Shared decision making implementation: A case study analysis to increase uptake in New South Wales

Tara Dimopoulos-Bick*, Regina Osten, Chris Shipway, Lyndal Trevena, Tammy Hoffmann

*Corresponding author for this work

Research output: Contribution to journalArticleResearchpeer-review

6 Citations (Scopus)
104 Downloads (Pure)


The aim of this study was to identify potential implementation interventions to increase the uptake of shared decision making (SDM) in clinical practice in New South Wales (NSW) Health. The Agency for Clinical Innovation hosted a full-day SDM masterclass in May 2017 and 53 attendees completed a survey to identify barriers to implementing SDM. The Theoretical Domains Framework, COM-B ('capability', 'opportunity', motivation' and 'behaviour') Model and Behaviour Change Wheel were used to conduct a theoretical analysis of the barriers and identify potential interventions to increase the uptake of SDM. This was supplemented by a purposive review of articles about current international efforts to facilitate SDM. From the theoretical analysis, 9 of the 14 theoretical domains were considered relevant to implementing SDM in the NSW Health context. Multi-faceted interventions including education, training, enablement, modelling, incentivisation, persuasion and environmental restructuring were identified as potential ways to increase SDM. The review of international articles identified communication and marketing, patient and public involvement, research, training, legislation, patient decision aids, service provision, clinical champions, financial incentives and policy as interventions being used to increase the uptake of SDM internationally. Based on current perceptions about barriers for SDM implementation in NSW Health, initial efforts should focus on workforce skills development, motivation, communication and marketing, service provision and creating receptive work environments. Investments into facilitating SDM will require an ongoing commitment to enhancing patient experience, evidence translation and reducing unwarranted variations in care. What is known about the topic?: Shared decision making is considered an important strategy for reducing unwarranted variation in health care and promoting person-centred care. Despite a growing evidence base, uptake in Australia has been slow. What does this paper add?: A description of the theoretical methods and results used to identify potential implementation interventions to increase the uptake of shared decision making clinical practice in New South Wales Health, Australia. What are the implications for practitioners?: Learnings from this present case study may be relevant to other organisations wanting to support a culture of shared decision making and meet the National Safety and Quality Healthcare Standards in Australia.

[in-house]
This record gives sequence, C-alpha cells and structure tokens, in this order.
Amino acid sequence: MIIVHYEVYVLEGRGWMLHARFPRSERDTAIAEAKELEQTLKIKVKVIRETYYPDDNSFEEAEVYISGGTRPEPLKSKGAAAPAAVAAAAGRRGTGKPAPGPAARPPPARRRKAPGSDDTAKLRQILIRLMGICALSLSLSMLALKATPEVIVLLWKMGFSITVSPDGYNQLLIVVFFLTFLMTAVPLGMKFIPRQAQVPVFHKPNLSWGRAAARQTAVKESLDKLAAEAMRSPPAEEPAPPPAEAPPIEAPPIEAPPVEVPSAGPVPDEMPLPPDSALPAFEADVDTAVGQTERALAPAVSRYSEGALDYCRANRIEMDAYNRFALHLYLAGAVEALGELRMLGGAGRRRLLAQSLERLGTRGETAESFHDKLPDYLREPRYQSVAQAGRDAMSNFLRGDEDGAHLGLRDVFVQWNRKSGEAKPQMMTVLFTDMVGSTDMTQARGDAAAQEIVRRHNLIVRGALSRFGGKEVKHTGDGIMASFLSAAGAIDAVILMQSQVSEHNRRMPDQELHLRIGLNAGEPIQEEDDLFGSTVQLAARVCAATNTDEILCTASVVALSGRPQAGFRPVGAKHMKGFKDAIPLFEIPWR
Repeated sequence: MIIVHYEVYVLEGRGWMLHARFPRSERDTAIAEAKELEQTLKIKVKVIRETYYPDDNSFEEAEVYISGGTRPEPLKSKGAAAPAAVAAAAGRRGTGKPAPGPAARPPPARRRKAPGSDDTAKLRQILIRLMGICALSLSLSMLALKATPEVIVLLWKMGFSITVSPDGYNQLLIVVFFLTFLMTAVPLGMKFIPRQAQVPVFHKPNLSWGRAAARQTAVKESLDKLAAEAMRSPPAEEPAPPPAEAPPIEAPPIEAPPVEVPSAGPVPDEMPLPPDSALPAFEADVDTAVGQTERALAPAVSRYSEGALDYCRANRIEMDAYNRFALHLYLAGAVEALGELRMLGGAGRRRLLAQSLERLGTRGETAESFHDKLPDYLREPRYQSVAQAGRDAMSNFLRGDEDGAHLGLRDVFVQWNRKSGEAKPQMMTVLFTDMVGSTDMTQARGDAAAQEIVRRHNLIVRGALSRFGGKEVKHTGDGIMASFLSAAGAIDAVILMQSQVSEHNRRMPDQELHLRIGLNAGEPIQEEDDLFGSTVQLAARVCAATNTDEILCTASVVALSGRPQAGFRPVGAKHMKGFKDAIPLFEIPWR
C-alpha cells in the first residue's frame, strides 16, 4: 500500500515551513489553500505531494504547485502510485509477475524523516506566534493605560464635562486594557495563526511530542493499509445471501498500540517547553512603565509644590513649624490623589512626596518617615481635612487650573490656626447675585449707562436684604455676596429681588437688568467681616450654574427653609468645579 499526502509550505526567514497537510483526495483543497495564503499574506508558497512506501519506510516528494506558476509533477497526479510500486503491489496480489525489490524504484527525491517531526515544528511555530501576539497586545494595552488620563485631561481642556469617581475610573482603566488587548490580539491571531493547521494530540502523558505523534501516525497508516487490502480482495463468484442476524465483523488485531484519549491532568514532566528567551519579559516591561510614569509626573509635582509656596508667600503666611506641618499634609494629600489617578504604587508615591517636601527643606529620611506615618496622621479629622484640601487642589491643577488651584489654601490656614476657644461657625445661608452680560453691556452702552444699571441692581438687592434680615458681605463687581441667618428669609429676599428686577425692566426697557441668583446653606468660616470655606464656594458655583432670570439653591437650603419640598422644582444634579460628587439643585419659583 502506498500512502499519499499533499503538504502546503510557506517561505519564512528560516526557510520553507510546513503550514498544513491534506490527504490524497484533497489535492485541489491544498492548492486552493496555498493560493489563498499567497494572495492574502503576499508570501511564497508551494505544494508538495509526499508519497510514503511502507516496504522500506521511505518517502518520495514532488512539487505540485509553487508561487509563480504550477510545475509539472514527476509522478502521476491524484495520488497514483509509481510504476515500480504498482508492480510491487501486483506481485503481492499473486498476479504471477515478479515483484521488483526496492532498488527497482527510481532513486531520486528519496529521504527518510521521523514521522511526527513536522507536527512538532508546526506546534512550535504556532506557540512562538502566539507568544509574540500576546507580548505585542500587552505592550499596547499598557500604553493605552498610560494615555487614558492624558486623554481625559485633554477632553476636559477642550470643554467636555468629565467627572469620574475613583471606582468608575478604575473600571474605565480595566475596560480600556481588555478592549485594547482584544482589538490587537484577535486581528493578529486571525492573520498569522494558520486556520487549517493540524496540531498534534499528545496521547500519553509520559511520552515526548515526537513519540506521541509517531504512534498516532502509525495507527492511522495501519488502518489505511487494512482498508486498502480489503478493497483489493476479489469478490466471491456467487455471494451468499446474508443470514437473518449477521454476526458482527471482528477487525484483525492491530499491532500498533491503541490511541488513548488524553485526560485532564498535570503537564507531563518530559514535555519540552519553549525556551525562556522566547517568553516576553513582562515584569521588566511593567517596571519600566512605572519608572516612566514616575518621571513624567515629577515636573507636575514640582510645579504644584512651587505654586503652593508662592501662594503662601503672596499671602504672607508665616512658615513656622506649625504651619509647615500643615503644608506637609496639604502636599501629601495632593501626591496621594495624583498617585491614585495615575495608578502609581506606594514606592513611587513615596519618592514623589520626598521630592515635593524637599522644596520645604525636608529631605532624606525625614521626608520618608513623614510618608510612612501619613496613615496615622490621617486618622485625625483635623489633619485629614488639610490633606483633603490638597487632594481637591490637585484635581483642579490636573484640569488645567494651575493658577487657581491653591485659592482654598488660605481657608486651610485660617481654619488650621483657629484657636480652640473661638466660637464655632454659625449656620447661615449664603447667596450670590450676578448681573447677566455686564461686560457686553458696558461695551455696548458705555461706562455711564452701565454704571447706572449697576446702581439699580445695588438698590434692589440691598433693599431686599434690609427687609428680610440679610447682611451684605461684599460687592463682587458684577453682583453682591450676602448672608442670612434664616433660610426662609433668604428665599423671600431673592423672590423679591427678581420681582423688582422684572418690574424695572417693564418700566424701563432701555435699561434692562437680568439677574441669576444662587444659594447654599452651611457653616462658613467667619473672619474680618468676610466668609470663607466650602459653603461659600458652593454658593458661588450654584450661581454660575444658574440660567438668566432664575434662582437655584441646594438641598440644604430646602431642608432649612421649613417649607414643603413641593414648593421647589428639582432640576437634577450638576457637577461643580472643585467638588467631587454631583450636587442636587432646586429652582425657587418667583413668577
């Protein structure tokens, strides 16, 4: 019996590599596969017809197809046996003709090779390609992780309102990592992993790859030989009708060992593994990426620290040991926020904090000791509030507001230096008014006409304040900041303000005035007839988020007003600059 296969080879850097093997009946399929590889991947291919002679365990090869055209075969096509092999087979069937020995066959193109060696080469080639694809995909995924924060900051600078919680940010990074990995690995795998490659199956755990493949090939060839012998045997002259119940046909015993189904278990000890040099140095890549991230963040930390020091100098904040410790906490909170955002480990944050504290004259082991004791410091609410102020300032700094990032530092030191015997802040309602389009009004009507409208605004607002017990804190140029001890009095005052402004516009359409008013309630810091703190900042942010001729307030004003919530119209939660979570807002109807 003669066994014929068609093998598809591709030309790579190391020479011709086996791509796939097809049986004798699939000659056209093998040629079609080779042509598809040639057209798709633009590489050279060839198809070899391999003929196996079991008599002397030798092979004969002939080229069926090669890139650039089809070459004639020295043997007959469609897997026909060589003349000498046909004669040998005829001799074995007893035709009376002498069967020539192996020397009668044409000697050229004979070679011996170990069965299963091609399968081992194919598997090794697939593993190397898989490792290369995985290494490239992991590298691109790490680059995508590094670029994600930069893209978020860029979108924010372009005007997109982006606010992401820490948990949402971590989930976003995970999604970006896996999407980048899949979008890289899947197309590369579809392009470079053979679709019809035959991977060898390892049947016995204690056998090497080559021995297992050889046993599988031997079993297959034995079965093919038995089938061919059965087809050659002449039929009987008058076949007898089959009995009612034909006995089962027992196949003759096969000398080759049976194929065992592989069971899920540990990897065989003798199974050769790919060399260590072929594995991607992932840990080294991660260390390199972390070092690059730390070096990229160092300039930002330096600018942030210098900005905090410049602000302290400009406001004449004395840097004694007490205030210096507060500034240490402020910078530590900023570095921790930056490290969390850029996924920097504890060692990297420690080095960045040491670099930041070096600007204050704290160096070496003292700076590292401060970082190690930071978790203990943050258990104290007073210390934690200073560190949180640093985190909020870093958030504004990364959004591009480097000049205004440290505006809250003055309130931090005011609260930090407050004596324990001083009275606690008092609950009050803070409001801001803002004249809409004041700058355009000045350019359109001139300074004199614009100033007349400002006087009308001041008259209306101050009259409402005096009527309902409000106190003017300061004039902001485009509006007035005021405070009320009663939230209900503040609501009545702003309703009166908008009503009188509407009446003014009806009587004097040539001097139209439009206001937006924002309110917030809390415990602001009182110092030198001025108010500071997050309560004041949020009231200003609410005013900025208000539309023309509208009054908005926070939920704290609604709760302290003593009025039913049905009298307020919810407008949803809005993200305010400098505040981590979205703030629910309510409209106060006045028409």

Original languageEnglish
Pages (from-to)492-499
Number of pages8
JournalAustralian Health Review
Issue number5
Publication statusE-pub ahead of print - 31 Jan 2019


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